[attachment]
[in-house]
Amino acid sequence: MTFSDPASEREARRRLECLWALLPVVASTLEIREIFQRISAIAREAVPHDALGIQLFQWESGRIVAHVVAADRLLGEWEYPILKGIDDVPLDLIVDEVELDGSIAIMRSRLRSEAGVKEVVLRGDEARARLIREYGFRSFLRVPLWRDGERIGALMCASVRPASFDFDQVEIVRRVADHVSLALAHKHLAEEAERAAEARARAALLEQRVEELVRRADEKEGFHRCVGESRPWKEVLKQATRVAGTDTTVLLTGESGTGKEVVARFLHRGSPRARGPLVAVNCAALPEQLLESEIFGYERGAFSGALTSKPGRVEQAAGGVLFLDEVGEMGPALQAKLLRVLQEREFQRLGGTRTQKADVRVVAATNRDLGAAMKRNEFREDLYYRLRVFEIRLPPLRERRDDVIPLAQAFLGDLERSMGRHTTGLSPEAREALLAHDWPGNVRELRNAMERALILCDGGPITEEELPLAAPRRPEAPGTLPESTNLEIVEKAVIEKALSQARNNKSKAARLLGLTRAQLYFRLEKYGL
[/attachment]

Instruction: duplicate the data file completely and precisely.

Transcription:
[in-house]
Amino acid sequence: MTFSDPASEREARRRLECLWALLPVVASTLEIREIFQRISAIAREAVPHDALGIQLFQWESGRIVAHVVAADRLLGEWEYPILKGIDDVPLDLIVDEVELDGSIAIMRSRLRSEAGVKEVVLRGDEARARLIREYGFRSFLRVPLWRDGERIGALMCASVRPASFDFDQVEIVRRVADHVSLALAHKHLAEEAERAAEARARAALLEQRVEELVRRADEKEGFHRCVGESRPWKEVLKQATRVAGTDTTVLLTGESGTGKEVVARFLHRGSPRARGPLVAVNCAALPEQLLESEIFGYERGAFSGALTSKPGRVEQAAGGVLFLDEVGEMGPALQAKLLRVLQEREFQRLGGTRTQKADVRVVAATNRDLGAAMKRNEFREDLYYRLRVFEIRLPPLRERRDDVIPLAQAFLGDLERSMGRHTTGLSPEAREALLAHDWPGNVRELRNAMERALILCDGGPITEEELPLAAPRRPEAPGTLPESTNLEIVEKAVIEKALSQARNNKSKAARLLGLTRAQLYFRLEKYGL